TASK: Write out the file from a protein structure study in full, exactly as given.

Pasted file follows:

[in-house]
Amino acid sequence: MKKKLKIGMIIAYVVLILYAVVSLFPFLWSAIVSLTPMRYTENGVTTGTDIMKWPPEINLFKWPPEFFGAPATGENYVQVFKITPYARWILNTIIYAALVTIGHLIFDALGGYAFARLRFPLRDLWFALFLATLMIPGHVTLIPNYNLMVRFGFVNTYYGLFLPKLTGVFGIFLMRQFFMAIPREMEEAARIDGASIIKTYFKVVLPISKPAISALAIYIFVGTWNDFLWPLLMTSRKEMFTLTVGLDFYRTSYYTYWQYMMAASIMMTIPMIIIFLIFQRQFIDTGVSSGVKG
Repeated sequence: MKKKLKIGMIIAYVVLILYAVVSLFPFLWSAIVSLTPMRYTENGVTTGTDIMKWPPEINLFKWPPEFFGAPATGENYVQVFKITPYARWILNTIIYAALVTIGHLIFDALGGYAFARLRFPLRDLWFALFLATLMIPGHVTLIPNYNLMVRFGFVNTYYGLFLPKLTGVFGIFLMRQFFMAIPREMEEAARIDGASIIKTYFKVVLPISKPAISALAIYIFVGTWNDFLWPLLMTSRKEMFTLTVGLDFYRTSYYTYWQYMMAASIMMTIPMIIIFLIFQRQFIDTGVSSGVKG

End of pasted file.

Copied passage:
[in-house]
Amino acid sequence: MKKKLKIGMIIAYVVLILYAVVSLFPFLWSAIVSLTPMRYTENGVTTGTDIMKWPPEINLFKWPPEFFGAPATGENYVQVFKITPYARWILNTIIYAALVTIGHLIFDALGGYAFARLRFPLRDLWFALFLATLMIPGHVTLIPNYNLMVRFGFVNTYYGLFLPKLTGVFGIFLMRQFFMAIPREMEEAARIDGASIIKTYFKVVLPISKPAISALAIYIFVGTWNDFLWPLLMTSRKEMFTLTVGLDFYRTSYYTYWQYMMAASIMMTIPMIIIFLIFQRQFIDTGVSSGVKG
Repeated sequence: MKKKLKIGMIIAYVVLILYAVVSLFPFLWSAIVSLTPMRYTENGVTTGTDIMKWPPEINLFKWPPEFFGAPATGENYVQVFKITPYARWILNTIIYAALVTIGHLIFDALGGYAFARLRFPLRDLWFALFLATLMIPGHVTLIPNYNLMVRFGFVNTYYGLFLPKLTGVFGIFLMRQFFMAIPREMEEAARIDGASIIKTYFKVVLPISKPAISALAIYIFVGTWNDFLWPLLMTSRKEMFTLTVGLDFYRTSYYTYWQYMMAASIMMTIPMIIIFLIFQRQFIDTGVSSGVKG